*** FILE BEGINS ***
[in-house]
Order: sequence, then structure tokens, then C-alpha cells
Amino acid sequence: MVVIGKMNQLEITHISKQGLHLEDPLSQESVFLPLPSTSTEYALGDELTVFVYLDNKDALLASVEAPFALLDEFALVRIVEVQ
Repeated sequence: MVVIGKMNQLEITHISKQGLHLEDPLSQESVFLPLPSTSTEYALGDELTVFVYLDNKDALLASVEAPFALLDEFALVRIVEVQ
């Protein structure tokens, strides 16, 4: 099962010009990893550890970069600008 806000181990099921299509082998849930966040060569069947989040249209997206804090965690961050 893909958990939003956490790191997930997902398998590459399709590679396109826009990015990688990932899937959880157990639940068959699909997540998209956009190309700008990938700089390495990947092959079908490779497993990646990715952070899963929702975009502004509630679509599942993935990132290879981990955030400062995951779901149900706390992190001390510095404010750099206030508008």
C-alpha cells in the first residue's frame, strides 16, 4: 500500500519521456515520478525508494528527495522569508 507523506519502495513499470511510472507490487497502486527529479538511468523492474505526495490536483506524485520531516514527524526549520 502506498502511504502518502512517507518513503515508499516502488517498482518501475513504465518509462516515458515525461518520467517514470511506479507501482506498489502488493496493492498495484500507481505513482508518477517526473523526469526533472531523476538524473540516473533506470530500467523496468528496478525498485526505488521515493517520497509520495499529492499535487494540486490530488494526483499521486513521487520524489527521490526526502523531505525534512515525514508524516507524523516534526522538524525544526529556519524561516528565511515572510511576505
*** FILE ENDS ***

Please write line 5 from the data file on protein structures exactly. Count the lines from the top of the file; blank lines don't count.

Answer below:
């Protein structure tokens, strides 16, 4: 099962010009990893550890970069600008 806000181990099921299509082998849930966040060569069947989040249209997206804090965690961050 893909958990939003956490790191997930997902398998590459399709590679396109826009990015990688990932899937959880157990639940068959699909997540998209956009190309700008990938700089390495990947092959079908490779497993990646990715952070899963929702975009502004509630679509599942993935990132290879981990955030400062995951779901149900706390992190001390510095404010750099206030508008």